Planning a UK adventure and researching the best places to visit in Scotland?
If you’re planning on visiting Scotland, but you aren’t sure where to go and what to add to your bucket list, this post will take you through all the best places to visit in Scotland.
Scotland is an insane addition to a UK road trip if you happen to be planning one. Once you’ve explored the likes of England, Wales and Northern Ireland, make sure you finish it off with a trip to Scotland. With these best places to visit in Scotland, you could say you’d be saving the best for last. See my guide to planning a Scotland road trip here.
Travellers tend to give the UK a hard time for its rainfall but where there’s rain, there are lush greens. Add in the stunning mountainous terrain that Scotland is home to (I’m sure this already responsible for luring you into a Scotland trip) and you have incredibly diverse landscapes to fill your trip with.
From the iconic cities of Glasgow and Edinburgh to the many Areas of Outstanding Beauty and national parks, Scotland really holds its own when it comes to choosing a European holiday and is a country to definitely include if you’re already planning to visit England. Scotland has something to offer everyone and in this post, I’m going to do my very best to tempt you into choosing it as your next destination.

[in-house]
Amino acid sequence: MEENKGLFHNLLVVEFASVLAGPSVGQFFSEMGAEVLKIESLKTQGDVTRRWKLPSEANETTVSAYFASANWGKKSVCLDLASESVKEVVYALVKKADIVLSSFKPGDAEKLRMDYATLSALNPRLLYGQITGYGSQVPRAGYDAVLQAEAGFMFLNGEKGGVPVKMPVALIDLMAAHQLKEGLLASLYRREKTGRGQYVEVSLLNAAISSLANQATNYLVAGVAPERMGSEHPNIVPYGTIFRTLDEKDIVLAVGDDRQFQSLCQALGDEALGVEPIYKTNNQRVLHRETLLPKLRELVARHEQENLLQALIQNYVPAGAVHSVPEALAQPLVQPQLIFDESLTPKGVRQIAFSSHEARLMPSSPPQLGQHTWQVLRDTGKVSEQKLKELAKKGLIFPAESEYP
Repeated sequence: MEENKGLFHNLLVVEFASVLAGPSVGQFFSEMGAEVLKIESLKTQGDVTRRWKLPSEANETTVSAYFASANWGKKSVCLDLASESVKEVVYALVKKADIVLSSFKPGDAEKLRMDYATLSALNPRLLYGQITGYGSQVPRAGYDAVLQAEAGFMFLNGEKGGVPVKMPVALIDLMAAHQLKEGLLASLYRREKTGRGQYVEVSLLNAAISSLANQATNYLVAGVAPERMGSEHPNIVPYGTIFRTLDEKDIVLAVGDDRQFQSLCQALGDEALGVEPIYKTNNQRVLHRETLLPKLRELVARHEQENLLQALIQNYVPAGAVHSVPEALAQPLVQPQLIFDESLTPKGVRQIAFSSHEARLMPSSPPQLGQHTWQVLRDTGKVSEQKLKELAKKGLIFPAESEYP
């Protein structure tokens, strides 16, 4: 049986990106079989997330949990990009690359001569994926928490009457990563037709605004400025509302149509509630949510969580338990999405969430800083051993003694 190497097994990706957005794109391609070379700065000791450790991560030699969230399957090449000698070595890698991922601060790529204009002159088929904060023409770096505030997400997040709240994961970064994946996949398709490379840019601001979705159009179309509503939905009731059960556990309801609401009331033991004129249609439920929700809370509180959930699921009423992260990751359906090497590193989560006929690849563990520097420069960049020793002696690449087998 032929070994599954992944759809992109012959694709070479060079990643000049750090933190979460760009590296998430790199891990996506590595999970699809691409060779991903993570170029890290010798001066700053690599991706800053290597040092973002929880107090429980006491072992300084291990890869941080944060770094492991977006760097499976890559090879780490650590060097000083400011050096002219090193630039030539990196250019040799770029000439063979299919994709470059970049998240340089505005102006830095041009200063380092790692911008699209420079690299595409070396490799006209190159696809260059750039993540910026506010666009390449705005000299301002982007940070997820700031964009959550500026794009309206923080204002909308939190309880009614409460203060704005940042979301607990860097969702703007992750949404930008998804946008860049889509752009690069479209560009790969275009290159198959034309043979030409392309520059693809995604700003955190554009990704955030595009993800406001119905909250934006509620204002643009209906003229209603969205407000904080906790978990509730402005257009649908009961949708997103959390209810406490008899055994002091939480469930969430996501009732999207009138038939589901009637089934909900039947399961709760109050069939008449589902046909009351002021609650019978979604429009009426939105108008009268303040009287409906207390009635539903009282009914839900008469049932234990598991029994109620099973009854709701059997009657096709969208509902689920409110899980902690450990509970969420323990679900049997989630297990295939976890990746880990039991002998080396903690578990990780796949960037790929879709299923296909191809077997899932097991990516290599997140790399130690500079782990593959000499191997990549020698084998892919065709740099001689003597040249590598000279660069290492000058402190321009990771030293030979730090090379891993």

I know it’s certainly the first place I’ll be taking my camper van now that it’s converted! See my van conversion on YouTube here.
Other travel guides and blog posts that you may enjoy:
The best places to visit in Scotland…
Where is Scotland?
Scotland is a country within the United Kindom and it covers the top third of the island. See the picture on the left. It’s weird to think of the UK as an island as there are no tropical palm trees haha but… it is one. Scotland shares a 154km border with England and you can enter Scotland by car from London in as little as 7 hours (it’s approx 400 miles).
Granted it’s not the shortest drive in the world if you live/ start your trip in the southern regions of the UK but there are plenty of incredible destinations in the UK that you could stop off at along the way as you travel north.
Why not go on a road trip to Scotland and extend your trip beyond the northern quarters? If that’s already your plan, I’ve popped some useful blog posts below for you…
Located in southeastern Scotland is the hilly capital of Scotland and the famous city of Edinburgh. Many come to this gorgeous city to explore the medieval Old Town and Edinburgh Castle (home to Scotland’s crown jewels) whilst others visit the many museums on offer and tuck into the gorgeous little shops. Edinburgh is definitely up there in the best places to visit in Scotland. Don’t miss the hike up to Arthur’s Seat (an extinct volcano and the main peak of the group of hills in Edinburgh) which form most of Holyrood Park.